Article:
I’m a firm believer that you are only as old as you feel, and that the number that is your age doesn’t really mean anything unless you want to drive a car, buy some beer or get a discount on show tickets.  I love this saying –

 “How old would you be if you didn’t know how old you were?”
However, with my birthday quickly approaching and the odometer of my life about to click over another digit, I’ve recently been reflecting, reminiscing and frankly, getting a little somber at the number that is staring me in the face (which may or may not have something to do with the fact that I have recently learned that I’ve started to lose hearing at high frequencies, which disturbs me more than a little but that my wonderful family finds absolutely hilarious – especially when they “talk” to each other around me by only moving their lips).

I’ll happily welcome the extra year as opposed to the alternative, and truly am looking forward to the years and experiences ahead, but for some reason I’ve spent a whole lot of time lately thinking of the sum of the years…and life…that have already flown past.
There’s a song I’ve liked for awhile by Brad Paisley (haters go ahead and skip this part, but you lose because it’s a sweet song) called “Letter to Me.” It’s the lyrics I love –

For a few years, every time I’ve listened to this song, I think about how fantastic it would be to be able to pull this off –  kind of like “Back to the Future” but without the DeLorean (we might still need that flux capacitor, however).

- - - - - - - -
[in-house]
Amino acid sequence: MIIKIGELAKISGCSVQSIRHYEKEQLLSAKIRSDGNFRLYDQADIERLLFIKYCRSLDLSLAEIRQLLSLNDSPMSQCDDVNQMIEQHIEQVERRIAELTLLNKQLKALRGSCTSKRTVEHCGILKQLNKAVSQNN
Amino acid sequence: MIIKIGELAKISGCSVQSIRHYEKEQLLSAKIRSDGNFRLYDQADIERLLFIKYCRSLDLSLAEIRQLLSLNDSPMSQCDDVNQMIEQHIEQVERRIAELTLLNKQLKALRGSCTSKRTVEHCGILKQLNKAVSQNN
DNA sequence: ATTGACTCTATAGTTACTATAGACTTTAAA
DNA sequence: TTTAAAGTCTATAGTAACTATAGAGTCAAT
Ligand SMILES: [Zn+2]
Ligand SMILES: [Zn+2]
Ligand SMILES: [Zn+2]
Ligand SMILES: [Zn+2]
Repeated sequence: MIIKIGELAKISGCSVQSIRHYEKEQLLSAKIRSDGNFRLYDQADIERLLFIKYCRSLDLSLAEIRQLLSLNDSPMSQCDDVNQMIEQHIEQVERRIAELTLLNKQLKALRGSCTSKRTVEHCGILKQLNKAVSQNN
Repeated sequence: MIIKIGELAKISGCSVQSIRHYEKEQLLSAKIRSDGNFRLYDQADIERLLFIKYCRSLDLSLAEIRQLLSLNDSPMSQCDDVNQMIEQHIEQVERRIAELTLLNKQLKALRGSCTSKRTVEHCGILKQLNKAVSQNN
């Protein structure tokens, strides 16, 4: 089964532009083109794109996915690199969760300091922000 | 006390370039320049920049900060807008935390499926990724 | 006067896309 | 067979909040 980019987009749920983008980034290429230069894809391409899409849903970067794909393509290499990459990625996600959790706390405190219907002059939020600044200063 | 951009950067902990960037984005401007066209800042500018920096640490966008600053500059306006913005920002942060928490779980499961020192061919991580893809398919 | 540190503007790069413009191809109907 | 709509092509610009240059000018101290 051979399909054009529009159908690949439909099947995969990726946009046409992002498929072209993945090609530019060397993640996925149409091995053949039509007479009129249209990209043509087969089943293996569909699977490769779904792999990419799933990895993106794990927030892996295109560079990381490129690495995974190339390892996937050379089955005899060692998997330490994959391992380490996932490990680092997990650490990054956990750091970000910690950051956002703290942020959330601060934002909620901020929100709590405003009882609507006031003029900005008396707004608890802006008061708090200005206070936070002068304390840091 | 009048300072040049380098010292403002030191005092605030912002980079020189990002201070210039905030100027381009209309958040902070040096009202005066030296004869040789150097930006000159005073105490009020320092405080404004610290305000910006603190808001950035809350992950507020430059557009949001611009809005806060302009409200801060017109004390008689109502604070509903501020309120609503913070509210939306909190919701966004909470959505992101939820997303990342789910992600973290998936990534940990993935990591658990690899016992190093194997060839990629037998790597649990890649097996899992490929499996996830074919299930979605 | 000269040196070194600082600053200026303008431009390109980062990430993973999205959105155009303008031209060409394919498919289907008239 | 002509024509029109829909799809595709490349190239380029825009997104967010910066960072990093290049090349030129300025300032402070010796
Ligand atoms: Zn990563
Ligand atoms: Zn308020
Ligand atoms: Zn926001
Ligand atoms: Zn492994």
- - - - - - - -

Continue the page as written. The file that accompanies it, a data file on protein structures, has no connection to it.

I don’t have many complaints from my teenage years. Oh, there was a mind-blowingly traumatic move from Washington to Arizona the summer between my freshman and sophomore years (no need to worry. I adjusted…eventually), the fact that I  spent tenth – twelfth grades fervently wishing that a boy would notice me (but was way too terrified to put myself out there), and there was that whole leggings and maternity sweater phase of ’86, but other than that I think I made it through relatively unscathed. 
But still. Now that I’m on the other side of all these years and experiences, and what with another birthday literally hours away, I figure it is time to fill that scrunchie wearing, pom-pom wielding, Erasure loving, innocent little girl in on a few things (thanks, Brad).  


Dear me,
It’s me (you? Crap, I’m already confusing myself…yourself?).
I know that thinking of 10 years (not to mention 20 or 25) from now seems ridiculously distant and you can hardly do more than imagine and dream of what might be (and no, I’m not writing this from a Jetson-esk futuristic home or from a flying car…but we do have some pretty kick-ass stuff that will blow. your. mind.) but I’m here to tell you a few things that might just come in handy on the journey you are about to embark on.
Before you know it you will be fortysomething (and sorry, but as much as you hoped, during those thirtysomething years you did not move to Philadelphia, marry an handsome suspender-wearing architect and have a cute baby girl, fix-up a ramshackle but fabulous house and advise/feed/comfort various friends/relatives/co-workers), your kids will be well on their way to being grown up and independent, and you will be left to record/vent/share your inner dialogue (some things don’t change) with the mildly interested public on a blog (don’t even ask).
So here’s some pieces of advice – a “heads up” if you will –  for you…er…me:
* Be careful what you wish for in the romance department.  Not all boys who seem like princes actually own crowns.  
However, when you see that cute dark haired boy in the yellow Polo shirt walking toward you freshman year on fraternity row, and your friend introduces you and you have your very first conversation with him, take the time to fully soak in and remember every detail of that moment (trust me).